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Evening all. I’ve got an old-late 70s era fuse panel that has a failing main breaker. I’ve tried to cross reference the numbers on the breaker and the best I can come up with is Murray type md breaker, but the “issue LC-880” is throwing me for a loop. Can’t find that reference in any of the charts I’ve found online for Siemens equivalents. The breaker has a sticker that reads “style md, 2 pole issue lc-880. Interrupting rating: 10,000 amp, 120/240vac cu/al a-h murray mount on vertical surface only”

breaker in panel

breaker tag

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    Can you post photos of the breaker in question please? There's a bit of a subtlety with the Murray/Siemens double-frame breakers that can trip one up without careful attention Jan 4, 2023 at 4:14
  • Please take the tour so you can learn about how we work here. You've posted the pics (very helpful) in the box labeled "Your answer". They're not answers, so they go in the question. Simply edit the question and paste the pics in there. No need for the random key presses, either.
    – FreeMan
    Jan 4, 2023 at 16:56
  • Not a solution, just an observation: Often, many houses in the same town were wired using the same equipment. A local supplier may have a stock of "old new" replacement parts that are otherwise hard to find. (An electrician finally found a breaker we needed at the local hardware store after his usual wholesalers were unable to provide it. Since then I've replaced that panel entirely; realistically, it was reaching end of useful life.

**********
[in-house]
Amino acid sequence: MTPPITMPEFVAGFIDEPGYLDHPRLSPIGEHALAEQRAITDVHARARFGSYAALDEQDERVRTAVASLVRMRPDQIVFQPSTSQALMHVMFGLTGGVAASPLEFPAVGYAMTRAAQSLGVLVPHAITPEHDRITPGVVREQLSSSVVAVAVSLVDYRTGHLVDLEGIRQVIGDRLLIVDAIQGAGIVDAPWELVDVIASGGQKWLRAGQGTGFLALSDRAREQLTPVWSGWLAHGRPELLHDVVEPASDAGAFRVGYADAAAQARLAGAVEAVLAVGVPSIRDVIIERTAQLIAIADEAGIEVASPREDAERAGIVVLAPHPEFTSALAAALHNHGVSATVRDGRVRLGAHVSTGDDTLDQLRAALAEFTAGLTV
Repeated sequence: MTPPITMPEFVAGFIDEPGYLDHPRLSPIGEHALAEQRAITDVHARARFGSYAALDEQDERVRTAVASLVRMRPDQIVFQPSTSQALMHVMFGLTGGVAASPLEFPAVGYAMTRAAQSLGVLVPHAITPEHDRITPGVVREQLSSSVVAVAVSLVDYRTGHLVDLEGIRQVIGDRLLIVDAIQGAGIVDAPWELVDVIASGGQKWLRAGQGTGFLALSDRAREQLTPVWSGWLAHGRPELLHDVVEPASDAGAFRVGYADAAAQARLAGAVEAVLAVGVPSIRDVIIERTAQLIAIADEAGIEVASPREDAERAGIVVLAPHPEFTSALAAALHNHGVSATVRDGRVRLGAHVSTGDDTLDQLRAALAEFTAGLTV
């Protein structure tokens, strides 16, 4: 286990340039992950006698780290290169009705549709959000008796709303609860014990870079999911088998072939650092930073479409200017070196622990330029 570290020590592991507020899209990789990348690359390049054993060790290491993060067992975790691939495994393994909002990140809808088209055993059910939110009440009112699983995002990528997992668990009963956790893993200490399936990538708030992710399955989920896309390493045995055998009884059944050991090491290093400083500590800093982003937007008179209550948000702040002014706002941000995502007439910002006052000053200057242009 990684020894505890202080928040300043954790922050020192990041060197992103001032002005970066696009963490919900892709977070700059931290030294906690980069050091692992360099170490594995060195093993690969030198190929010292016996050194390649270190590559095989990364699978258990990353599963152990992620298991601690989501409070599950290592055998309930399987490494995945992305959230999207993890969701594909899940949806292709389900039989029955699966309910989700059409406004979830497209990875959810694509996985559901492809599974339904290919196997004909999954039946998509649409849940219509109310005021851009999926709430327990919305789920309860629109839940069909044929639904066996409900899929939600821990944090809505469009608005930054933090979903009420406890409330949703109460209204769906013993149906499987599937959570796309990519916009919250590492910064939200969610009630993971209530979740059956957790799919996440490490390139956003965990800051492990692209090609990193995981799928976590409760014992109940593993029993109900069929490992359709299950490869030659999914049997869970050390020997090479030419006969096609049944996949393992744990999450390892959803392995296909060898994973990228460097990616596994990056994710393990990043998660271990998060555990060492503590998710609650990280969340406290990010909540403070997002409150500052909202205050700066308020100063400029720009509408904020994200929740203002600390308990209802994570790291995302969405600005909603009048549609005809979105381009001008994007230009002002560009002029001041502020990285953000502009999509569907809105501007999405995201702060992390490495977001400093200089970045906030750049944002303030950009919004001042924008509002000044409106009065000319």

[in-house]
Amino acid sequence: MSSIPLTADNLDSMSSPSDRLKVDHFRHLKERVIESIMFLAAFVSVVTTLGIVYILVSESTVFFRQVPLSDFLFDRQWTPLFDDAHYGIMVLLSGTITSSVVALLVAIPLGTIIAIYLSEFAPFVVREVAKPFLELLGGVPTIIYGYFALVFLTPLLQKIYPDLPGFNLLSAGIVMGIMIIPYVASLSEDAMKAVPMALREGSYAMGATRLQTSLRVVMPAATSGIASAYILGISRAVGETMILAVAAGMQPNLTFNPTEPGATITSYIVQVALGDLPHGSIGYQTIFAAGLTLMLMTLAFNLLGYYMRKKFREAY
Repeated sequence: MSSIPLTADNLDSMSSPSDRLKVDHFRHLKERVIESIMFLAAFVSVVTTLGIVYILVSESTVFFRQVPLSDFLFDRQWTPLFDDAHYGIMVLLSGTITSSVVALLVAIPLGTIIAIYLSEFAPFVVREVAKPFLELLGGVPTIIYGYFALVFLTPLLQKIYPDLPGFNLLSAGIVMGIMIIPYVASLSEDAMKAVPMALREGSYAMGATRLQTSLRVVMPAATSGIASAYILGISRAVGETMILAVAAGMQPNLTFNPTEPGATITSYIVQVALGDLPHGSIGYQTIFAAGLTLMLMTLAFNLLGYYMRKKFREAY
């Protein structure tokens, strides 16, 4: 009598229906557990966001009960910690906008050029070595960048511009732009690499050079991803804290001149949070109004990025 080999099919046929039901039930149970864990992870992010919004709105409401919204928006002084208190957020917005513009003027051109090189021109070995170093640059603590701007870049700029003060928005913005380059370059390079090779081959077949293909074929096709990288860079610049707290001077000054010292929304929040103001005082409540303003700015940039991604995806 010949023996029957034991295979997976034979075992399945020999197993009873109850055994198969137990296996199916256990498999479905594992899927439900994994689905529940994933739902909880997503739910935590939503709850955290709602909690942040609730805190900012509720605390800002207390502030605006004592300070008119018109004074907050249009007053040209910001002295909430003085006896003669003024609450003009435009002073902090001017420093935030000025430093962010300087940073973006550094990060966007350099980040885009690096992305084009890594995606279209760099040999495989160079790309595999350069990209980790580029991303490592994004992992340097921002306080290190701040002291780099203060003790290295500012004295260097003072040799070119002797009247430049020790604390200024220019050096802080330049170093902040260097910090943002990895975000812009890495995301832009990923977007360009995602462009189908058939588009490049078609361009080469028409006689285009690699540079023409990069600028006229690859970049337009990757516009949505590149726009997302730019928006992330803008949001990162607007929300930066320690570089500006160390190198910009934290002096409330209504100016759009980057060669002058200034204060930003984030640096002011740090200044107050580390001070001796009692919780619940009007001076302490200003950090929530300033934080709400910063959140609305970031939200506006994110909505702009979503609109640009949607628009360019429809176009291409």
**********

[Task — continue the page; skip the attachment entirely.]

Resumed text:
– keshlam
    Jan 4, 2023 at 17:47

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The correct replacement is a QN2200H...

The correct replacement breaker for your Murray MD is a Siemens QN "double frame"; for a 200A breaker, this would be a QN2200H.

...but you'll probably need to have your PoCo "pull the meter" to do the replacement

That said, from the looks of things, said Murray MD appears to be mounted in a multiple-main-disconnect Class 320 meter main, which means that you (or your electrician if you're hiring one to do this work) need to call the power company and have them disconnect your power for the duration of the swap. Fortunately, with the rise of smart meters, most utilities can and will do it for free if you call during business hours, as they no longer have to roll a truck out to your house to physically yank the meter out of its socket, but can tell the meter to disconnect its internal cutoff switch instead.

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